During the summer, the need to preserve its bounty is less apparent than later in the year. The jams, jellies, and condiments that I make then are luxuries saved up for gifts and the family's small or lavish pleasures during winter. My visceral urge to put food away for later reaches its peak as the day's shortening becomes noticeable. The "bottling" of vegetable sauces, tomatoes, and fruit come, at the end of summer and into fall, from a deeper instinct to ensure sustenance during a less generous time of year.

There is a progression of favorite recipes during the tomato season because each kind of tomato has its best use. First to arrive are the Ace and Early Girl tomatoes, and then the heirloom varieties appear. Later, the paste-type tomatoes will begin to ripen as the heirlooms begin to glut. All of this will be in concert with ripening peppers and eggplant. As each tomato peaks, and later varieties make an appearance, there may be an overabundance of fruit. It is at this juncture that the home-canner becomes a symbiotic part of the equation that allows small growers to be profitable. We allow them to have a market for all of their produce whether perfect or not.

My tomato race begins at a leisurely lope with the first overabundance of the early tomatoes at the farmers market. These are the tomatoes that I like best to make into salsa and other light-bodied sauces where the tomato's flavor should not be too concentrated. Their acid, juiciness, and uncomplicated character make them a better foil for the peppers, garlic, and cilantro that go into the mix. My salsa is thin, unlike the tomato-pasty, starch-enhanced concoctions that are supermarket abundant. I can use it generously as an enhancement rather than a cover-up.

At the height of the tomato season, my cavernous stock pot fills many times: whole Brandywine and paste tomatoes; salsa de chile Colorado; sweet, hot Moroccan jam; mole; Niçoise-style pasta sauce with roasted peppers and olive paste; roasted eggplant sauce with red peppers and shittake mushrooms; basic tomato sauce; tomato purée. With each batch, canning jars are washed, sterilized, filled, and processed. They are then placed in colorful gleaming rows of nourishment on my shelves.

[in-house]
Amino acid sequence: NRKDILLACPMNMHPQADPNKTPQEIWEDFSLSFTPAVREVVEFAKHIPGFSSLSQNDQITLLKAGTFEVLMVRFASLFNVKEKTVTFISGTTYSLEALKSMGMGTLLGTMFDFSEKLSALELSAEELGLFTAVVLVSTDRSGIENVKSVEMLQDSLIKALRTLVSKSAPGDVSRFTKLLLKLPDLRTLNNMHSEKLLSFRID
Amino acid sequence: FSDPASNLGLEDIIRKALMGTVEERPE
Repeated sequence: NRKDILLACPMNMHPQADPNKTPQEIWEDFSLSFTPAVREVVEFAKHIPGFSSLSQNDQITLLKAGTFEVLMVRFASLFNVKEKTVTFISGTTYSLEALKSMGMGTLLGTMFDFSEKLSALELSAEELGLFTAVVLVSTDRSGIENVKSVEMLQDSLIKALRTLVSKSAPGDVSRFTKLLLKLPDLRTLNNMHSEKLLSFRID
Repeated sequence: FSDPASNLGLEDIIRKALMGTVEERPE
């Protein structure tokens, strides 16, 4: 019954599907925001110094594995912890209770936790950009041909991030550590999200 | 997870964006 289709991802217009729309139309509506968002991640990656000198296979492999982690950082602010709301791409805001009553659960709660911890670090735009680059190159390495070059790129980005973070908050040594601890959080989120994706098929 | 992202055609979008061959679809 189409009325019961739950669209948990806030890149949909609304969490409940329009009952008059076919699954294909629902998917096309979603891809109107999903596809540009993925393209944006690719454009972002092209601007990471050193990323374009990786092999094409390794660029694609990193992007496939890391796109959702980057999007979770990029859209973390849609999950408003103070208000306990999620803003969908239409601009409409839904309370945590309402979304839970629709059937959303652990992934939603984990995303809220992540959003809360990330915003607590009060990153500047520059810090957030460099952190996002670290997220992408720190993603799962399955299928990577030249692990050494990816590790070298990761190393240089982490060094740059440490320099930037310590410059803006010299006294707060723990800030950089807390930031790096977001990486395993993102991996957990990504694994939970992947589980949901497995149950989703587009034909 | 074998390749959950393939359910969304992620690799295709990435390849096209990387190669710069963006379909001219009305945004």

At the beginning of my marathon to fill jars with ripe tomatoes, they seem alluring; bright, fragrant, plump, and juicy. I enjoy the sensual difference in tomato texture as the peel slips from the fruit. Some are velvety with tenacious skins. Other saucy tomatoes are slick and easily disrobed. As my stock pot fills for the ninth time, however, the tomatoes' luscious shapes metamorphose. At first I was in love with them but now, when the pot is again nearly full, they begin to look like a bin of veined and scarlet organs. My hands are stained and withered. My shoulders ache. If I can push myself to the end of this last pile of tomatoes, I will have my reward.

After the race to peel, seed, and chop the monumental quantity of tomatoes that it takes to sustain my family and friends, my engine is still primed. I feel as if I am running without a destination. It is then that I take a few last peppers and tomatoes to make "Jane's Chili Sauce (almost)" in memory of an elder friend and mentor. Her homey-flavored sauce was made from her mother's recipe. My family always got a jar at Christmas. Now my friends look forward to a jar of it to mix with a meat loaf or to top their barbequed burgers. It's not sophisticated. It's just good.

It is winter and the rewards are apparent. First our daughter, Ariel, gave us a tureen of cream of tomato soup made with homemade purée. There were bowls of penne rigate with "Niçoise" sauce on a night that we all had meetings to attend. Then I made my grandmother Schprintze's cabbage rolls in a sweet and tart tomato sauce, and then black bean tostadas, and then . . . and then . . . and then . . .

© Elissa Rubin-Mahon 2003